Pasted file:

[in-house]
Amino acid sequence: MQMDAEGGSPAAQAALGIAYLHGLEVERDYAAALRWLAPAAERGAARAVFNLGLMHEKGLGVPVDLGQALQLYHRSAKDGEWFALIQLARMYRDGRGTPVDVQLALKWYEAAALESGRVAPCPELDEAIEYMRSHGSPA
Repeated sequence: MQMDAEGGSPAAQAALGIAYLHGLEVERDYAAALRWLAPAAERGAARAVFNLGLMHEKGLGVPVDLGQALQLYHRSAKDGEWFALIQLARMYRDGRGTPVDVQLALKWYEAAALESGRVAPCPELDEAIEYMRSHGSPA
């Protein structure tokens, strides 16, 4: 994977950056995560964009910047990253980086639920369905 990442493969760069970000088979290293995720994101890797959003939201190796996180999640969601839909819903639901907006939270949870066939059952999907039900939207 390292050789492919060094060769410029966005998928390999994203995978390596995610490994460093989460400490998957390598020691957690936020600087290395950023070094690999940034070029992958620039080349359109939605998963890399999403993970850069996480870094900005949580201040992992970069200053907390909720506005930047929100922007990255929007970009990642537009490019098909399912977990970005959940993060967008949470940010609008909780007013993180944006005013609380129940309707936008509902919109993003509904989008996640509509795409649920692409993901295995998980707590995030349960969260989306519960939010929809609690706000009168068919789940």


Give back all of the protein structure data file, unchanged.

[in-house]
Amino acid sequence: MQMDAEGGSPAAQAALGIAYLHGLEVERDYAAALRWLAPAAERGAARAVFNLGLMHEKGLGVPVDLGQALQLYHRSAKDGEWFALIQLARMYRDGRGTPVDVQLALKWYEAAALESGRVAPCPELDEAIEYMRSHGSPA
Repeated sequence: MQMDAEGGSPAAQAALGIAYLHGLEVERDYAAALRWLAPAAERGAARAVFNLGLMHEKGLGVPVDLGQALQLYHRSAKDGEWFALIQLARMYRDGRGTPVDVQLALKWYEAAALESGRVAPCPELDEAIEYMRSHGSPA
């Protein structure tokens, strides 16, 4: 994977950056995560964009910047990253980086639920369905 990442493969760069970000088979290293995720994101890797959003939201190796996180999640969601839909819903639901907006939270949870066939059952999907039900939207 390292050789492919060094060769410029966005998928390999994203995978390596995610490994460093989460400490998957390598020691957690936020600087290395950023070094690999940034070029992958620039080349359109939605998963890399999403993970850069996480870094900005949580201040992992970069200053907390909720506005930047929100922007990255929007970009990642537009490019098909399912977990970005959940993060967008949470940010609008909780007013993180944006005013609380129940309707936008509902919109993003509904989008996640509509795409649920692409993901295995998980707590995030349960969260989306519960939010929809609690706000009168068919789940």